Architecture

In 1832, playwright and peformer Thomas Dartmouth Rice used theatrical make-up to create a supposedly black character. The character's name was Jim Crow. That name later came to represent a system of extra-judicial terror and racial segregation laws that ended in 1965, but the recent political crisis in Virginia shows dressing up in blackface did not.

A poll published by "The Washington Post" has Virginians split over whether Gov. Ralph Northam should resign after a photo from his 1984 Medical School yearbook surfaced. It shows a character in blackface next to a person wearing a Ku Klux Klan hood. Last week, a Pew Research Center poll found about 34 percent of all Americans say, "Dressing up in blackface is always or sometimes acceptable for a Halloween costume." 

 


Creative Commons / MaxPixel

Without Atlanta legend John Portman, you might never walk into a hotel lobby with a cavernous atrium, an office tower with stacked balconies or a shopping center with transparent elevators whizzing up and down.

Portman revolutionized architecture, turning buildings inward to jaw-dropping effect. To quote his close friend, Ambassador Andrew Young, "Everybody became a country bumpkin when they walked into the Hyatt. You had to say, 'Oh my god, what is this?'"


Brian Brown

As metro Atlanta grows, the population of rural Georgia shrinks. Photographer Brian Brown is documenting the architecture of the country before it disappears. He started where he grew up, and created the website “Vanishing South Georgia.” Now he has sites devoted to North and Coastal Georgia, too. We talk with Brown about what there is to learn from decaying houses and shuttered storefronts.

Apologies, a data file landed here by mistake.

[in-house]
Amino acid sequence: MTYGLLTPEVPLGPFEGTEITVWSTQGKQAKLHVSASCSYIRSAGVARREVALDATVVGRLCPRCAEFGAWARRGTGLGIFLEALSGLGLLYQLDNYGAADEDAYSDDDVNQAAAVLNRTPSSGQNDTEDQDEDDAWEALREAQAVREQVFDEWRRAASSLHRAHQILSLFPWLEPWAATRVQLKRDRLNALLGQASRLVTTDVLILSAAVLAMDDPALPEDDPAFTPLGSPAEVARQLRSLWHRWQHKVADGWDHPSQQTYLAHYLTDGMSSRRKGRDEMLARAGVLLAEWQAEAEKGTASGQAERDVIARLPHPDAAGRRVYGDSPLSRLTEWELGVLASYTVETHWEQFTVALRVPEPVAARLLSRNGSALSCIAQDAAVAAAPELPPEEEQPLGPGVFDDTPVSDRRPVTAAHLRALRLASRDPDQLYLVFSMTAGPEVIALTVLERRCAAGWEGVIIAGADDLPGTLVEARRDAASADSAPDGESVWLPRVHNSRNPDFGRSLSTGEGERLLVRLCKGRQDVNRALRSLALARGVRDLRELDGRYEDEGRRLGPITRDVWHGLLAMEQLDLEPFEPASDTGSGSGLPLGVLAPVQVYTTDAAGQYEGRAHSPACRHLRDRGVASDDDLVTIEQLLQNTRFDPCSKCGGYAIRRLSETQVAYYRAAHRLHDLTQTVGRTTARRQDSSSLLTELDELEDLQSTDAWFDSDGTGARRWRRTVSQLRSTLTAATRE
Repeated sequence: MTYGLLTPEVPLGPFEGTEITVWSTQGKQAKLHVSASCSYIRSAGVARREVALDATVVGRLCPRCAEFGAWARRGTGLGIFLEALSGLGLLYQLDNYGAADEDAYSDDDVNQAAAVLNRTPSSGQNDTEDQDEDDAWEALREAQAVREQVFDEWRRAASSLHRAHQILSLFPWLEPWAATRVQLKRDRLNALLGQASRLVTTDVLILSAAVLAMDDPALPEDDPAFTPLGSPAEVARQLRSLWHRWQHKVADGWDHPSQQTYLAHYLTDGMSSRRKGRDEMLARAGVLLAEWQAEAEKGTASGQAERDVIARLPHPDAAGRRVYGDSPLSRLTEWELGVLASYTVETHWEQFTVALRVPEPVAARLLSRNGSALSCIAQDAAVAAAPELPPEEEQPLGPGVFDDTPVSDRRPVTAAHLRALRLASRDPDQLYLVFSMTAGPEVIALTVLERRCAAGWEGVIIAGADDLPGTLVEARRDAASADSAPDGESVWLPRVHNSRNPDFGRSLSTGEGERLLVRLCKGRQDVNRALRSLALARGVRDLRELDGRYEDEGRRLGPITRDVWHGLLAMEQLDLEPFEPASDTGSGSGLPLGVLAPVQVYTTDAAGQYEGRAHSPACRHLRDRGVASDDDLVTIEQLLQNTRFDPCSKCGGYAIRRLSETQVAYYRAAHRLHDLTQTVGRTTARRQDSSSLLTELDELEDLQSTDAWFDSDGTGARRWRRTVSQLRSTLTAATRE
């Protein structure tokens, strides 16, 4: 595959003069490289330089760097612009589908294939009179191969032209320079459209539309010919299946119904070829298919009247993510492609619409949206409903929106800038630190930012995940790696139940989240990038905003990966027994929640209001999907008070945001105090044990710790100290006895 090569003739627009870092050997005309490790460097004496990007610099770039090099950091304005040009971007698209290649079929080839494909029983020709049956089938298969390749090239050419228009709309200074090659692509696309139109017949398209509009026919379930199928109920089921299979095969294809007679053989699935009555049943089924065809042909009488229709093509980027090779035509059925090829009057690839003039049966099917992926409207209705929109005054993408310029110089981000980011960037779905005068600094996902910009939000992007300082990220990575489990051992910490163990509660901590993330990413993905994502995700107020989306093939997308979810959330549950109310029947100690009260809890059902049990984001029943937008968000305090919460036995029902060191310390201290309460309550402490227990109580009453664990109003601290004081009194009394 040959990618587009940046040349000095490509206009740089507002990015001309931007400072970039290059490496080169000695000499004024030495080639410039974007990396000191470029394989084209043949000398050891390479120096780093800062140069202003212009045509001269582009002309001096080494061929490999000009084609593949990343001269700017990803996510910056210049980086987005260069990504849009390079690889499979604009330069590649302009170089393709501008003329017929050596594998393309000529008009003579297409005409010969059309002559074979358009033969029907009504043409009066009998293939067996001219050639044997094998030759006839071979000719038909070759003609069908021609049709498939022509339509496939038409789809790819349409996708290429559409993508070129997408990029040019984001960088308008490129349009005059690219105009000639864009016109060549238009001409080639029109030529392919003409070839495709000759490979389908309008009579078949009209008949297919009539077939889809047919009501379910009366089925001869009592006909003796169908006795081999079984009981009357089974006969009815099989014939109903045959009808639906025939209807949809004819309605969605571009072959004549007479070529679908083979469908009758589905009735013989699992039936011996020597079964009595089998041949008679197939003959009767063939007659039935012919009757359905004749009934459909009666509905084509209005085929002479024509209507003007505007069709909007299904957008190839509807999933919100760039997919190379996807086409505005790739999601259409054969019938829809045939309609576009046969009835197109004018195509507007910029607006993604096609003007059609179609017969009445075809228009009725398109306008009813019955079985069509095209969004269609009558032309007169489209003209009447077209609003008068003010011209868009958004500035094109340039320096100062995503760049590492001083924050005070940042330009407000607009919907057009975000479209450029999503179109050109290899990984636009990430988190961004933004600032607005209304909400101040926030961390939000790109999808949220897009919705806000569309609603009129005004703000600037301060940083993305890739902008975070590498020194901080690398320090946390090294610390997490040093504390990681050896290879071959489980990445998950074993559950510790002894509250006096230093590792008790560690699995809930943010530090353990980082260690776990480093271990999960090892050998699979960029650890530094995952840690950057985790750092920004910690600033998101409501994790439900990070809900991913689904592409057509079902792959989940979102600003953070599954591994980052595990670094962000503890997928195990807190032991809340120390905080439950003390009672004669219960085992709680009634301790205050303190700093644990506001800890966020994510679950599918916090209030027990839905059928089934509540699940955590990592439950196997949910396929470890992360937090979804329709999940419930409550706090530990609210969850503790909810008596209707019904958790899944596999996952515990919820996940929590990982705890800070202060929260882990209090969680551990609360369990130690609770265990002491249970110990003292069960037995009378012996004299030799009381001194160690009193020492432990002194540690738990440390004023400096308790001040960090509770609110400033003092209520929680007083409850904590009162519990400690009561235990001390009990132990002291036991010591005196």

Let's Face It, Atlanta Has A Teardown Culture

Jun 14, 2017
wallyg / Foter

A recent study finds Atlanta lags behind nearly every large city in the country when it comes to preserving historic architecture. A 1922 building in Vine City was recently slated for teardown, only to be partially saved as a YMCA center.

Ethiel Garlington, executive director of Historic Macon, talks with Josephine Bennett of GPB Macon about what projects the preservation group will take on in 2017.   

Mary Ann Sullivan, Bluffton College

Rickey Bevington looks at the most interesting debates about life in the South’s most prominent city. She is the Atlanta host for NPR's nationally syndicated "All Things Considered" weekdays from 4 to 7 p.m on 88.5 FM.

Should Atlanta's Central Library be saved?

That’s the question before the Atlanta City Council and the Fulton County Commission debating the future of downtown’s Central Library.